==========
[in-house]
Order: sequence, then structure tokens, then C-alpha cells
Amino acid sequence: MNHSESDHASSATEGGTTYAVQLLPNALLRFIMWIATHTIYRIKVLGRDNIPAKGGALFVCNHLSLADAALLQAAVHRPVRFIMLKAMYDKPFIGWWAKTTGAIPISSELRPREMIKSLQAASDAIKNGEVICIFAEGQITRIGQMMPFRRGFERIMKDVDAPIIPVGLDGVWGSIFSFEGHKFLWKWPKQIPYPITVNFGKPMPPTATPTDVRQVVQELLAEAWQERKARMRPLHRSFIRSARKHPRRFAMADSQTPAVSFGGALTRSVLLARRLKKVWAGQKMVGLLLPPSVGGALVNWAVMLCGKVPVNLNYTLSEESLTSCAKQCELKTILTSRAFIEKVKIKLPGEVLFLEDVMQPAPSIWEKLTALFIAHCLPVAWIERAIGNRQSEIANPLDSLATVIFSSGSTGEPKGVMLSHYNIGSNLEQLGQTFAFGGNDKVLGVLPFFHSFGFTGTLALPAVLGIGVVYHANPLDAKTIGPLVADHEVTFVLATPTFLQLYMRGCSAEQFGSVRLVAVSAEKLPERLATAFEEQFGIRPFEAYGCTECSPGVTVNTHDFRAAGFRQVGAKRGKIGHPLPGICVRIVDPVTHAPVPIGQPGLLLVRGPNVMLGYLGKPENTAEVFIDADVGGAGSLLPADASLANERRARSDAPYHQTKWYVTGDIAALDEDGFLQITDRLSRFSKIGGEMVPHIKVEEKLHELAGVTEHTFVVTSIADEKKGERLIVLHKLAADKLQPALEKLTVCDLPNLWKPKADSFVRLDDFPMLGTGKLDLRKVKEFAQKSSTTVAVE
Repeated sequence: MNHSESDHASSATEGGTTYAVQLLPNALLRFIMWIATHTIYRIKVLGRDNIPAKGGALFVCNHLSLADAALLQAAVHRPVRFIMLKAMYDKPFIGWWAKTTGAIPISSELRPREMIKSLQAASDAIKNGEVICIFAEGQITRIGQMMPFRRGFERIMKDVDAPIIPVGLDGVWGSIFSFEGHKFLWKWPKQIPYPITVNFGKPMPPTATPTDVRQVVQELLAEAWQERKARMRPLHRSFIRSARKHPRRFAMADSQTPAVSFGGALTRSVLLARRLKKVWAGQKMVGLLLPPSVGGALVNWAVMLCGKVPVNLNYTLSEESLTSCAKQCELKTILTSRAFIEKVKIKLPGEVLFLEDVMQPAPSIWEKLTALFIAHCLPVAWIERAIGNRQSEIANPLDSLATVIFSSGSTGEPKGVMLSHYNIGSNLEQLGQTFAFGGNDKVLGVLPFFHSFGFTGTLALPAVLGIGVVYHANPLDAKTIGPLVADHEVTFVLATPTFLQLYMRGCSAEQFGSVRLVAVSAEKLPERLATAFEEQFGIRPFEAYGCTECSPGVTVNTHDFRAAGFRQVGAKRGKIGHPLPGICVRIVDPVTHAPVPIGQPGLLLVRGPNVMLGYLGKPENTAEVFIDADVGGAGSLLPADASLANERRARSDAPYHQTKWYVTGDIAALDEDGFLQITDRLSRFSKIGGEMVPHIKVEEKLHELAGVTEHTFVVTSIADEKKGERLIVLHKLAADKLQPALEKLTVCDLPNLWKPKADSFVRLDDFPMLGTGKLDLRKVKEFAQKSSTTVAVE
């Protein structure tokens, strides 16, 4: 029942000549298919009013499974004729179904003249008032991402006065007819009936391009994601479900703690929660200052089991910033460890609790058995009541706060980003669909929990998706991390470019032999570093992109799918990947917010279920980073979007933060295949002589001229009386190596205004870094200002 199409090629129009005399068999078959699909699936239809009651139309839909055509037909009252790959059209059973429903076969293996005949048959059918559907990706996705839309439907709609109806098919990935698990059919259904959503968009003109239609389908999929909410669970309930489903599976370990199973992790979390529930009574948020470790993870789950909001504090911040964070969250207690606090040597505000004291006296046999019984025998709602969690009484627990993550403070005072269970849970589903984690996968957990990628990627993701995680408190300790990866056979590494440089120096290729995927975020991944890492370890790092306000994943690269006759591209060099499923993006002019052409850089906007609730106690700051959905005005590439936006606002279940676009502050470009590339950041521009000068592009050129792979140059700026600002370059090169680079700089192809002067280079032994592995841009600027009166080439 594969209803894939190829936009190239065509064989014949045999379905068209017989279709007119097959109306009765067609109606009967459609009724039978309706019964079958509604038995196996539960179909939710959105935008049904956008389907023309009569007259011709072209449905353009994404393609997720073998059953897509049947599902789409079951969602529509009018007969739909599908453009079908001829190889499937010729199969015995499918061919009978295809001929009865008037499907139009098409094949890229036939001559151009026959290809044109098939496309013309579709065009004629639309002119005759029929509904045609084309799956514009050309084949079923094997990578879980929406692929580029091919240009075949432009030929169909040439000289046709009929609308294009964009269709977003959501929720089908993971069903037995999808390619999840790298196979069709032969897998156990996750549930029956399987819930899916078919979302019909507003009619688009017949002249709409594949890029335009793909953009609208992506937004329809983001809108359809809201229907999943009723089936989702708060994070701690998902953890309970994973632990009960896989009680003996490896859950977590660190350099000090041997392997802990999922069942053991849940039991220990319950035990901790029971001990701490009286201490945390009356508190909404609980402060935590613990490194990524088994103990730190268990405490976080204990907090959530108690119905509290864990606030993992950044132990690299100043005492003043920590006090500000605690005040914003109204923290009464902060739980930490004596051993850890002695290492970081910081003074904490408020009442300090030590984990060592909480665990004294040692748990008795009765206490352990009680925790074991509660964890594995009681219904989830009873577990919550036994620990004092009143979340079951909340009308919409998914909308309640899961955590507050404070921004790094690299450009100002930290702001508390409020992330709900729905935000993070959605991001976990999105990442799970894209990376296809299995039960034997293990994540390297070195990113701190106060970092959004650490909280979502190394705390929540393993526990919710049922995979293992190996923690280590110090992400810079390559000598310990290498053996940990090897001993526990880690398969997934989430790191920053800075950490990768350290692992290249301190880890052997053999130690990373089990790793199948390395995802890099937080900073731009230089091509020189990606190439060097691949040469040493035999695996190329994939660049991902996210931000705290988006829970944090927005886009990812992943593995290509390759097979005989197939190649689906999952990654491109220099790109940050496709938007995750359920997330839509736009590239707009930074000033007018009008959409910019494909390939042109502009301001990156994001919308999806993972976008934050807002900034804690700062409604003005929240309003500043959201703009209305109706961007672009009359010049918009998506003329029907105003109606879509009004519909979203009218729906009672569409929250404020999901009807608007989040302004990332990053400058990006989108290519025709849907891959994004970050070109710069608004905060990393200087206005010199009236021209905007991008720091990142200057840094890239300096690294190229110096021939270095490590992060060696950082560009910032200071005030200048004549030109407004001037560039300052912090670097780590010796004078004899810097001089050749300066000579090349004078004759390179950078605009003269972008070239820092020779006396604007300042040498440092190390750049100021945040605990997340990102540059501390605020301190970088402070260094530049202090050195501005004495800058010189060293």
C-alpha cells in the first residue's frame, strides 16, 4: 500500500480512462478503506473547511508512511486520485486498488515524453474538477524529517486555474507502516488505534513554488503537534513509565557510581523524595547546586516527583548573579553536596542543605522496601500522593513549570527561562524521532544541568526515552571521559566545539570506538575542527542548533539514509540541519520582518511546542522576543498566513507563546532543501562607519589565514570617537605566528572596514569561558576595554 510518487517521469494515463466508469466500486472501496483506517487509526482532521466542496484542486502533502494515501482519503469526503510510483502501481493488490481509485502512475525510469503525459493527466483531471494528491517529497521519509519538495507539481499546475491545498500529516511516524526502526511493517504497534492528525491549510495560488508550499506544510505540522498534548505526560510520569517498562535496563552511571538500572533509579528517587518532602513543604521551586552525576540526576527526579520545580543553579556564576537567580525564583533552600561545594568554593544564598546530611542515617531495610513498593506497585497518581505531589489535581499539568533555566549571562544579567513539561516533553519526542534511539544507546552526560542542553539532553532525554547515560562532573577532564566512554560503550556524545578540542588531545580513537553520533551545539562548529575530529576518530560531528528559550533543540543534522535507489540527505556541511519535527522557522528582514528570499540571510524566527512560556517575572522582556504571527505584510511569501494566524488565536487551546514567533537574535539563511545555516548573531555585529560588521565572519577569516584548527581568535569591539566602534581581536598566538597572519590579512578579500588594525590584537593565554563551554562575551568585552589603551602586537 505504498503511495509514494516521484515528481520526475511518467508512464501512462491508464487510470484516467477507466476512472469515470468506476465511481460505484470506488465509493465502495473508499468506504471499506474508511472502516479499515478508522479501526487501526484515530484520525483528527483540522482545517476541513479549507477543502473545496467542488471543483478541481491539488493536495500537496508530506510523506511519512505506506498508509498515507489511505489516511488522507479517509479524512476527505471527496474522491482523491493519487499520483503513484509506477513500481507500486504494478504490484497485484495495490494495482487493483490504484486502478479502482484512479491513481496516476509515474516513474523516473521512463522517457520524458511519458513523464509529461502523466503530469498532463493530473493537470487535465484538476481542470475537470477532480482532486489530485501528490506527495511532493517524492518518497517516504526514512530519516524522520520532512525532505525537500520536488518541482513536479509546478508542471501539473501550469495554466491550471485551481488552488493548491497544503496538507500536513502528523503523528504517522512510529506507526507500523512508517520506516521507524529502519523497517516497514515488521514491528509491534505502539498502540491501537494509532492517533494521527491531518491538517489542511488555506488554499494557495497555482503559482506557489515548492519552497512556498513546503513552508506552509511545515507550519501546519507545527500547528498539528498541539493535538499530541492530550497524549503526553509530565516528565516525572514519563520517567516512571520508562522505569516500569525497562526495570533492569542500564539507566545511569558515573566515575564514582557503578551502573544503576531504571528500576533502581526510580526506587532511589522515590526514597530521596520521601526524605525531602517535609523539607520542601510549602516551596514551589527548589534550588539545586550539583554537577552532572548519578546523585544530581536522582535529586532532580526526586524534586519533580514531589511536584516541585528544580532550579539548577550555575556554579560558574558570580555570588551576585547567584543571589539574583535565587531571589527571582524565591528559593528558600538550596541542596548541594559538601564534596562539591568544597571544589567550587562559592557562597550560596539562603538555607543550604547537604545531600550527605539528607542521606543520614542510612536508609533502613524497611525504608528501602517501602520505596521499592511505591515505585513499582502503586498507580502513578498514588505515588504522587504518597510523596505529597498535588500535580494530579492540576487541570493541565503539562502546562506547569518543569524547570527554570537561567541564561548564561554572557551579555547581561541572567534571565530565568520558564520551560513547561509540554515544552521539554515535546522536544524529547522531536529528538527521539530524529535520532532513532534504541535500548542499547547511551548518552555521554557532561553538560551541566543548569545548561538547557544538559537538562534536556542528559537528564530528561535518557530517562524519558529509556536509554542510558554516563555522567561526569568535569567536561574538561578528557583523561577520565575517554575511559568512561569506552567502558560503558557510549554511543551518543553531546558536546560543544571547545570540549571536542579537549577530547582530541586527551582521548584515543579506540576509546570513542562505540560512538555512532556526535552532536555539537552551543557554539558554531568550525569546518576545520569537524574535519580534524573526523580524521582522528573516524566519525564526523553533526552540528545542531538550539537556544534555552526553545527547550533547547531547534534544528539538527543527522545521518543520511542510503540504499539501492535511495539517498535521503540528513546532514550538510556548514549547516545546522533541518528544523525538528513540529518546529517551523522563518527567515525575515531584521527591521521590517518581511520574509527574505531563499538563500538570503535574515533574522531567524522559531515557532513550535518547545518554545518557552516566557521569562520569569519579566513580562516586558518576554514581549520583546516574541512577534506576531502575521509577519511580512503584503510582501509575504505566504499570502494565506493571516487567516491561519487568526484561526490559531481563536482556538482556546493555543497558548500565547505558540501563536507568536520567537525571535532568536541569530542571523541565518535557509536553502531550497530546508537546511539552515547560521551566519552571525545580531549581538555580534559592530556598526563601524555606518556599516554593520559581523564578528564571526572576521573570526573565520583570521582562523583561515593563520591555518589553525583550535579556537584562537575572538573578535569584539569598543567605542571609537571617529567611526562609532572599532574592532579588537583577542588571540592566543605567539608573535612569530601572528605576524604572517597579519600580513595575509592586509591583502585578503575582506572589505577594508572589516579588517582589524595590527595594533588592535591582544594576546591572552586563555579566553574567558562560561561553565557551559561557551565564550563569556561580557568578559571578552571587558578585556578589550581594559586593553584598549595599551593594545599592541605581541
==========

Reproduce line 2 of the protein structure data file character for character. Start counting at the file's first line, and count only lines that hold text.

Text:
Order: sequence, then structure tokens, then C-alpha cells